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"Capturing Infrared"

scho

Well-known member
Another image taken on the Ithaca College campus with the Canon EOS R (FS) RF35/1.8+Kolari IRChrome filter. B&W conversion in LR and tonal values adjusted with the hue/saturation/luminance color sliders.

 

ggibson

Well-known member
I recently converted a Sigma DP1m to full spectrum. I have been experimenting with the full spectrum results and a few filters for various looks. The full spectrum images have the old Kodak Aerochrome look to them with red foliage and blue skies straight out of camera (using a custom WB). Here is an album and a few of my favorites so far:

https://www.flickr.com/photos/grahamgibson/albums/72157715236202693

Full spectrum with polarizing filter (for darker skies, reduce reflections):


Winding path by Graham Gibson, on Flickr


Lafayette Reservoir Dock by Graham Gibson, on Flickr


Stream and filtered light by Graham Gibson, on Flickr
 

ggibson

Well-known member
Mimicking the yellow vegetation of the bayer sensor channel swap on a foveon sensor is quite different. Using a Hoya Red 25A filter limits the range of colors while still retaining some separation in the foliage to achieve results like below. I don't have a consistent process nailed down yet. While the aerochrome reds I posted above are pretty close to the image on the live view screen, using a red filter makes everything look completely red so it requires some creative visualization. I like the result though, what do you think?


Lion in Gold by Graham Gibson, on Flickr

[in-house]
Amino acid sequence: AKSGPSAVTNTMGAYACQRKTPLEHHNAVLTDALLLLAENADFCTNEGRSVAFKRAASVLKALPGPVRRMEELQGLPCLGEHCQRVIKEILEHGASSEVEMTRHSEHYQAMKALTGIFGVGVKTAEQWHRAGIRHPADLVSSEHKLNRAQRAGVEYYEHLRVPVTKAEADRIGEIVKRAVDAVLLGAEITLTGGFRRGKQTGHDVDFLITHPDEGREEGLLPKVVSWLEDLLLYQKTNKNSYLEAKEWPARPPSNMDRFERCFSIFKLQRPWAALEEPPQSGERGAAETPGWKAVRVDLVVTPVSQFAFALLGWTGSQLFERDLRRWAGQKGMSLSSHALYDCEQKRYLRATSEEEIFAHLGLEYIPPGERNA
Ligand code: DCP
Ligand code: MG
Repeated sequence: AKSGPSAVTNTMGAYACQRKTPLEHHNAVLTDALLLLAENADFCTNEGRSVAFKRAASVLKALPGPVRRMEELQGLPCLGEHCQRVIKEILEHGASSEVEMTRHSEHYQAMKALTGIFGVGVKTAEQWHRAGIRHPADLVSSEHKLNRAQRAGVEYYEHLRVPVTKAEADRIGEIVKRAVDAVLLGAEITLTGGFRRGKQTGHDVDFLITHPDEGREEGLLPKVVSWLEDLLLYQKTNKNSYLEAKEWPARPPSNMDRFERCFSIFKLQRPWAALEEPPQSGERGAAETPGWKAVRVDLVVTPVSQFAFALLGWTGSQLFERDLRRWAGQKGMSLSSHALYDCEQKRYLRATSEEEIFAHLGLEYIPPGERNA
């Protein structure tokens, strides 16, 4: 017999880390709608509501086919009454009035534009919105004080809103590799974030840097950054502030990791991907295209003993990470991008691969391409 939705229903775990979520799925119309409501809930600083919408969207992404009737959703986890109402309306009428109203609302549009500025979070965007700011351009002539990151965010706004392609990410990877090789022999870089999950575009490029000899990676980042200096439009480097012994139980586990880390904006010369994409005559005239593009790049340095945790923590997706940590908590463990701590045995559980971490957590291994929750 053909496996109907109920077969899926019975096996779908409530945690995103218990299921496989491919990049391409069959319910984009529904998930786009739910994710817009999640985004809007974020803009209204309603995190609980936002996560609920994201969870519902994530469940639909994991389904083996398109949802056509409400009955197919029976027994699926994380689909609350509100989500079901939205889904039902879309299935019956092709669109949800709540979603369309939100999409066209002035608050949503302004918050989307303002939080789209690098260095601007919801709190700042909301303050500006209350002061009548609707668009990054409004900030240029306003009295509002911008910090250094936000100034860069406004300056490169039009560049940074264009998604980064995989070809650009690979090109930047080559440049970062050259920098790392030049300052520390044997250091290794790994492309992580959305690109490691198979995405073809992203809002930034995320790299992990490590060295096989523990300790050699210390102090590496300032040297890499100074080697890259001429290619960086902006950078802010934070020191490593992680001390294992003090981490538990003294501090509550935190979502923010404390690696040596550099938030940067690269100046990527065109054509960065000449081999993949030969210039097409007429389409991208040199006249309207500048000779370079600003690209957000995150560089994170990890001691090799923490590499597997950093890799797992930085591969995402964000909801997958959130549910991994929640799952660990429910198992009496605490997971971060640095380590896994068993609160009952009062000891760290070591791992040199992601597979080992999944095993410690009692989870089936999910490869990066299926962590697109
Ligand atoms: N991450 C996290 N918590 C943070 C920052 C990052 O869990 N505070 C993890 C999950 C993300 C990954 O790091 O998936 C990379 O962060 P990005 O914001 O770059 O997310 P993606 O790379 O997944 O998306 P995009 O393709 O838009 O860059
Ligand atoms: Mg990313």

ggibson

Well-known member
More experiments: the Hoya 25A filter cuts around 590nm. Results are completely red in-camera so it is harder to compose, focus, and meter. It's even easier to blow highlights, so underexposing is usually necessary. Most other colors are gone but with a custom WB and Foveon Classic Blue color, I found it possible to get blue skies back. Combining this with a CPL should result in dark blue skies.


Some redwoods by Graham Gibson, on Flickr
 

Jack

Sr. Administrator
Staff member
Graham, I personally am liking the rendering you're getting with the Green filtration -- it seems to generate just enough separation for both red and yellow greens and adds some depth and texture I find appealing.
 

ggibson

Well-known member
Graham, I personally am liking the rendering you're getting with the Green filtration -- it seems to generate just enough separation for both red and yellow greens and adds some depth and texture I find appealing.
Thanks, Jack! I agree, the results I'm getting with the X1 filter are a bit better than without. Also, it's hard to appreciate here but when I pixel-peep, the sharpness is better as well. I think the filter removes some chromatic separation in the shorter wavelength colors.


Temescal trail by Graham Gibson, on Flickr
 

Jack

Sr. Administrator
Staff member
Graham,

I took the liberty of grabbing one of your "tonal" IR color images and converting it to B&W. I have to say it generated a very pleasing mono IR rendition. You may be onto something really good :thumbup:
 

ggibson

Well-known member
Thanks, Jack! Which image did you work with? Feel free to post if you would like.

I must admit I'm a sucker for color, so I don't shoot or process images in B&W often enough. I will take it as a challenge to do some more with this camera though :thumbs:

Until then, I have a few more color images to share that I've already processed :cool:


In the reeds by Graham Gibson, on Flickr


In the reeds by Graham Gibson, on Flickr
 
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